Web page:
G & B
 Louisa May Alcott and "Little Women": 
Biography, Critique, Publications, Poems, Songs, and Contemporary Relevance

Though I'd not written a biography before, Louisa May Alcott's life called out to me to be book cover - Alcottwritten. But I wanted something that would go beyond a chronological story of her life - and I didn't want to "imagine" things she did - nor did I want to impose any unsubstantiated "psychological insight "onto the text. I was determined to stay only with known facts. Fortunately, her journals had been published many years before, so I was able to incorporate her own words into the narrative, thus staying true to reality.

The history of her most famous book, Little Women, seemed to beg for a special treatment, aside from Louisa's life. Though the book has withstood time since it's first publication in 1968 and 1969 (in two parts, at first), it's literary history is fraught with ups and downs. One early unknown critic panned the book as being "not religious," - that the family was never shown going to church - and said it should not be read on a Sunday, though declared it "harmless."  This about a book that opens with the poor March family giving away their holiday breakfast to a poorer family!  The success of the book was instantaneous and long-lived. In the early days of the women's movement, some denounced the book as being too domestic. What? If ever there was a born feminist, it was Jo March, Louisa's alter ego. Her feistiness and independence were what made her, from 1868 to current times, the character with whom most readers identified.

With a lot of research, I was able to find both positive and negative reviews to quote, and then added a section about contemporary relevance, with comments by friends, teachers, librarians, writers, and Joan Bennett, film actress who had played the role of Amy March in an early film of Little Women.

I even found lyrics Louisa had written to then extant songs, tracked down the music, and was able to include the first publication of these works of hers with both lyrics and music.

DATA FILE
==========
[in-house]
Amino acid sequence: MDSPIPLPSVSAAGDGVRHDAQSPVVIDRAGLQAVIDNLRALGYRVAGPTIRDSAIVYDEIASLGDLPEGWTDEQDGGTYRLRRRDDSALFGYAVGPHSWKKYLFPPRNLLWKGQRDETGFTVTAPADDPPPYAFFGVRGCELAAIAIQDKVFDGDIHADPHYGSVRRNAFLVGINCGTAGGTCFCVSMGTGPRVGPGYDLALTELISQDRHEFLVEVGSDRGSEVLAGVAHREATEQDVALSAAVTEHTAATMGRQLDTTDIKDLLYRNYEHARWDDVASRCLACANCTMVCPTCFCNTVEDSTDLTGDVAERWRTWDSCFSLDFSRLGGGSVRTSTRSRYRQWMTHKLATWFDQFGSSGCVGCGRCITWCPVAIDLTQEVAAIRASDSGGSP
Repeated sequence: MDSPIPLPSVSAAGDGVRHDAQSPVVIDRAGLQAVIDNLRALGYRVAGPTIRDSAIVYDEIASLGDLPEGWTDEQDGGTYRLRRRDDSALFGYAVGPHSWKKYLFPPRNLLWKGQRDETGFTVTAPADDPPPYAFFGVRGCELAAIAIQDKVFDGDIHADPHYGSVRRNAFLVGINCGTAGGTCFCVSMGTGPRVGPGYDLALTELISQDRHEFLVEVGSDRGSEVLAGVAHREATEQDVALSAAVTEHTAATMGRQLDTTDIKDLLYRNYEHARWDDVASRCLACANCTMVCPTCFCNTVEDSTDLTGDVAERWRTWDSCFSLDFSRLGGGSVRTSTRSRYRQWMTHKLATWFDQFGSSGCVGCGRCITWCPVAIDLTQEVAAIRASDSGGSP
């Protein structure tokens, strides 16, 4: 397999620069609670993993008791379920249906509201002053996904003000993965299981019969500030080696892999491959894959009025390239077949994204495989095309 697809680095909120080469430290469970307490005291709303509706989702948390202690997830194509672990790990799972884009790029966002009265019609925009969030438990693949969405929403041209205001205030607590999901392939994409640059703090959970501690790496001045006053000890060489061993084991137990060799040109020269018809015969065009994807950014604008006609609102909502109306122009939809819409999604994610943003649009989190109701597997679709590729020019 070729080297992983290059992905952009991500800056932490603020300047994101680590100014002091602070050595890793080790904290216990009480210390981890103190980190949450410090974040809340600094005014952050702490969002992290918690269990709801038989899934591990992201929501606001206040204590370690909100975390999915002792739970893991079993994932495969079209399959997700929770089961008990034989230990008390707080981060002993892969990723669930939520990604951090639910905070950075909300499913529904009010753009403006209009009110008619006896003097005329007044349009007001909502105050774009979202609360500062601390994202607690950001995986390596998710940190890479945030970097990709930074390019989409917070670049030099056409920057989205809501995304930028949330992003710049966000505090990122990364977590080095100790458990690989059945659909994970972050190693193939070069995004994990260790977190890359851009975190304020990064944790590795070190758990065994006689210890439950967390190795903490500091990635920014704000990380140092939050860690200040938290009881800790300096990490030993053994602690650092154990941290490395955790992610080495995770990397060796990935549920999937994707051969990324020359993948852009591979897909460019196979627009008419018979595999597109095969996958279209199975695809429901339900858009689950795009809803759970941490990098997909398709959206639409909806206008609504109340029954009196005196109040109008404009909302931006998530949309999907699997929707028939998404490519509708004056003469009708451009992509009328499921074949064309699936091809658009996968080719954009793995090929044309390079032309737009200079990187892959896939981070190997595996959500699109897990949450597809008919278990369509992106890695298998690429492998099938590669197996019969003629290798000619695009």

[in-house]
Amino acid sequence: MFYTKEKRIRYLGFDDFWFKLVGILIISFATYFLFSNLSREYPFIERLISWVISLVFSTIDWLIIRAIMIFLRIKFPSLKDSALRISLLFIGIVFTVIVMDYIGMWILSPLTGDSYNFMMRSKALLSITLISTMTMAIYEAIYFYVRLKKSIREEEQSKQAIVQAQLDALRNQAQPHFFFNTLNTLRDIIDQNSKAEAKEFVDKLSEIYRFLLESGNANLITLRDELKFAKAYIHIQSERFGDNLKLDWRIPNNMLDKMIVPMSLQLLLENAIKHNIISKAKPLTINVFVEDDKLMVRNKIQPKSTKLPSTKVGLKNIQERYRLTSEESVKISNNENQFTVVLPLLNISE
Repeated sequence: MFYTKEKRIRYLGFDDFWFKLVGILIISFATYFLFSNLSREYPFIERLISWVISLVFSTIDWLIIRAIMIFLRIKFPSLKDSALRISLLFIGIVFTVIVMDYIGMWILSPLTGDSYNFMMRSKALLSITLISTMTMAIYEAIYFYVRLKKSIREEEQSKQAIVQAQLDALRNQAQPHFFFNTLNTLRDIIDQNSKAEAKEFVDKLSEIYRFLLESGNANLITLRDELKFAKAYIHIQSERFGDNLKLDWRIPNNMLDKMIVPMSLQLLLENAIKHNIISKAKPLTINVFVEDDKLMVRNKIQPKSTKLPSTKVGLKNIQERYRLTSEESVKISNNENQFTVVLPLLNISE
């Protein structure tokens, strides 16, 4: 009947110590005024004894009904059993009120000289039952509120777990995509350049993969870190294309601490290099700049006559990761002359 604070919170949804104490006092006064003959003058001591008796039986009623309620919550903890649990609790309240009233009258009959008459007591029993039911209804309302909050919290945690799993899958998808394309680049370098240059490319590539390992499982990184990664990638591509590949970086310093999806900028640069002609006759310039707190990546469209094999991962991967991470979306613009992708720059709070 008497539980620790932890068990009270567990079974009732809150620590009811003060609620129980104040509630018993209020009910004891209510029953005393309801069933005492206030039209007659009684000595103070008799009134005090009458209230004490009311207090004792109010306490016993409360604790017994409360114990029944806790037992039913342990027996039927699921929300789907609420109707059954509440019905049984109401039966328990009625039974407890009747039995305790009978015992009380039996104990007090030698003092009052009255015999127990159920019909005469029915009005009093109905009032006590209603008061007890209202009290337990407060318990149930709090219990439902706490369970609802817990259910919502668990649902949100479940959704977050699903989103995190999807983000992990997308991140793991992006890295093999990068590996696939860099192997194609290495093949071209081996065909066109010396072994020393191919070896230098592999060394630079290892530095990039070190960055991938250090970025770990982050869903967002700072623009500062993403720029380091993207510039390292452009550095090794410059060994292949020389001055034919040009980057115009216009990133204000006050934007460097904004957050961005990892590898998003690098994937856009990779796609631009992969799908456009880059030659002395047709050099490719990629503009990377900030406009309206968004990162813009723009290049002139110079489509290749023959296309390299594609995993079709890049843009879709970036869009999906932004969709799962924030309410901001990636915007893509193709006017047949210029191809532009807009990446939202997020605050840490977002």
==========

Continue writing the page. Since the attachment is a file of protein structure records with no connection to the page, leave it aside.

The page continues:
Little Women has never been out of print since it's first publication - and numerous movies have been made of it. The first time I saw andheard a British production, it was so odd to hear the little women talking with British accents. There was even a Japanese cartoon.

Writing my Louisa May Alcott book was a rewarding experience; I'm happy with it. I'm content with it. She was an amazing woman. Following is what I wrote at the end of the biographical section of the book:

"Louisa May Alcott--as a girl, as a young lady, and as a mature woman--had many dreams. By the time of her death, she had attained financial success, achieved independence, and was accorded fame.

"She was a loving and devoted daughter, sister, aunt, and family supporter. She filled many roles as seamstress, housemaid, teacher, army nurse, traveling-companion, amateur actress and monologist, fledgling writer, and finally as professional author.

"As a humanist, she actively participated, in her century, as an abolitionist, suffragist, and feminist.

"Her Spirit could go to its final rest in peace, for her life had ":heart" and "meaning."

"In her books, she touched a wellspring of human understanding that spanned the centuries. One thing she gained was something she never dreamed of--Louisa My Alcott achieved immortality."

EXCERPT:  Louisa May Alcott and "Little Women"

Louisa May Alcott and "Little Women" etc." was first published by McFarland Publishers in 1990. 
In 2000, they let it go out of print, but it was immediately picked up in 2001 by the Authors Guild Back-in-Print Books, published through iUniverse. 
Paperback; available on the internet at all major online book dealers.

A limited number of first editions are available:
hardcover, 6" x 9", 350 pp., acid-free-paper, autographed.
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